The problem is, and any good, or even not-so-good, mathematician can tell you, that 2300 sq. ft. of pack-rattedness does not fit into 968 sq. ft of even semi-organized space.  Bottom line:  I had to get rid of my “stuff.”  I needed to weed through it and decide what I could live without and what I definitely could not part with under any circumstance.  Guess what?  I decided that I couldn’t live without ANY of my things.  Everything held a memory, which had a story associated with it, which meant it must be important.

Are your grown children’s childhood building blocks important?  Apparently I think so.  How about an exercise video I’ve only used once?  Yup.  Or every report card your child has ever received?  Definitely yes.  My daughter was throwing them away and I nearly had a panic attack.  “No, you CAN’T get rid of those!”  Because as we know, some day she will have children of her own and it will be fun for her to go through all her old school records to see what an exceptional student she was.   Well, that’s what I did and if for no other reason than it was hilarious to see what my teachers wrote about me.  For example, 1st grade:  “Sharon is a very shy child and keeps to herself.”  2nd grade:  “Sharon has a tendency to talk too much and disrupt the classroom.”  Those are things from my past that I would’ve never remembered if my mom hadn’t saved all my report cards.

Well, the moving fairies would not let me keep everything.  I had to painstakingly go through all my knick knacks, all my books, all my clothes, all my memories, and toss, donate, box-up and sell them. (Note to self: craigslist and garage sales will be a good future blog post.)

This process included trying on probably hundreds of clothing items and deciding which ones stayed and which ones met a different fate.  Does it fit?  Is it in style?  Is it clean?  I found it amazing the things I decided to keep (marble race game) and the things I donated to charity (rocking chair used for all three children).  Or the sheer numbers of things I saved.  Three orange peelers?  Well, I might lose one.  Or one might break.  Or one might be dirty and I’ll have to toss it….  Ha, seriously, I have a mold fetish and when cleaning out the fridge I threw away entire containers if they had fuzzy green stuff growing in them.

Well, I think you get the point.  I have attachment issues.  But, as a parting exercise in writing, I’m going to take my fellow bloggers’ advice and have a speed round writing some things I had to keep and some things I had to let go of.  

Keepers:  A third of my clothes, two-thirds of my book collection, six towels, a box full of stuffed animals, 78 old love letters, every photo of family I ever laid eyes on, a box full of yarn, camping gear, grandma’s cedar chest, my dining room set that now has to sit in my garage, one cat, one dog, 23 dish towels and one packed to the rafters memory bank.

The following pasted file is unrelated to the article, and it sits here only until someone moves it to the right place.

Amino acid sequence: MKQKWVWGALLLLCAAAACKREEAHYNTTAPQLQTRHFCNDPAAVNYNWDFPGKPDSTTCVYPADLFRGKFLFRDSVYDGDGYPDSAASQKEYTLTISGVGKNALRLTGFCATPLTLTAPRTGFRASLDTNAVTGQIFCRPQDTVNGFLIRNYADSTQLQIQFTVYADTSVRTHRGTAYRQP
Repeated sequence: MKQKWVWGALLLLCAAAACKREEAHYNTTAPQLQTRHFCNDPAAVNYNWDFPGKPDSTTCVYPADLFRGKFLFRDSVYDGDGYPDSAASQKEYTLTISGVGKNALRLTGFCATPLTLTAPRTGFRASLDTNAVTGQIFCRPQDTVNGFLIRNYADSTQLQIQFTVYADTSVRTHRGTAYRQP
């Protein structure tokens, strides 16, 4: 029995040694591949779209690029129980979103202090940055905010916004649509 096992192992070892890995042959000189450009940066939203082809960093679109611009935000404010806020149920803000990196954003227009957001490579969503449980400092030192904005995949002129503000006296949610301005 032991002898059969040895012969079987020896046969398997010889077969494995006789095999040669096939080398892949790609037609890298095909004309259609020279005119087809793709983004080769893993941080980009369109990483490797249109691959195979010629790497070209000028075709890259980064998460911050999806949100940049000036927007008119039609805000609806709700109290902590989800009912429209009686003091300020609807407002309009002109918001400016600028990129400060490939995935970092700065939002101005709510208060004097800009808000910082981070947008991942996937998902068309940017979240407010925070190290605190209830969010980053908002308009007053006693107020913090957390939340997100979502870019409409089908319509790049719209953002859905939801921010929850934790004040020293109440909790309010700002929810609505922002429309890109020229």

Tossers:  Two-thirds of my clothes, one-third of my books, a rocking chair, two couches, a patio set, a California king-size bed, roughly 75 albums and 300 CD’s, bunk beds and matching night stand, one fondue pot, a radial arm saw sold for 5 bucks and one remodeled 42 year-old house.

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Hmm…How did that happen?

Not that anyone is following my blog that closely, but I haven’t made a new post in 3 weeks.  I’m suffering from writer’s block.  And I stress about it which makes it worse.  Zero ideas to write about.  Zero enthusiasm.  Zero motivation to work through it.  I was going to write about my new red shoes and relate it to the myriad of songs out there about red shoes.  I had notes.  I had pictures.  I had shoes.  I had no peanut butter.  You know, the stuff in a story that can bind things together and make it cohesive.  I suppose there is an argument in there for super glue but I’m hungry and I like the idea of peanut butter better.  Okay, so save this brilliant idea for another day….

So tonight I’m opening the refrigerator for at least the twelfth time, because remember, I’m hungry and what do I find in there?  Allergy pills.  Pink allergy pills.  A generic version of Benadryl.  Earlier in the day, I gave my dog half a pink allergy pill.  Did you know you can do that?  Don’t quote me on this, but there are people things you can give dogs to make them better.  A little investigative time spent on the internet and poof! Fewer vet bills. 

Anyway… getting back to my story, why were the pills in the refrigerator?  Brain fart.  That’s the only explanation.  Has this ever happened to you?  I’m sure it has, whether you want to admit it or not is not my call, but I rather like my brain fart moments, those times when you say, “What the heck, how did that happen?”  I remember the time I was looking for my purse and I found it in the dryer.  Or the time when I drove all the way down to my office only to realize where I really wanted to go was the store.  Once in a moment of sheer absent-mindedness, I stored a head of lettuce in the dishwasher.

I think it’s fascinating and a bit scary how our mind works sometimes.  One minute we can be recounting every teacher we had since kindergarten and the next we are trying to remember what we had for lunch.  Yesterday, I received a message where someone left me their phone number.  I didn’t bother to write it down since I was sure I could remember it from the short time in which I listened to the message, hung up the phone and began to dial… 541-555-4873…   555-4873… 555-487 uh 3?  555-4783?  Less than one minute later I dialed the wrong number.  Damn!  This is stupid.  This is frustrating.  This is aging.

I don’t want to admit it, but I’m A-G-I-N-G.  Bleh.  I’m trying not to.  I lost weight and I watch my diet and I do logic puzzles and crosswords but there is no denying it.  The old lightbulb just isn’t burning as bright as it once was.  It’s a fact.  I’m fifty-two trying to be thirty-two with a mind that frequently makes me feel like I’m eighty-two.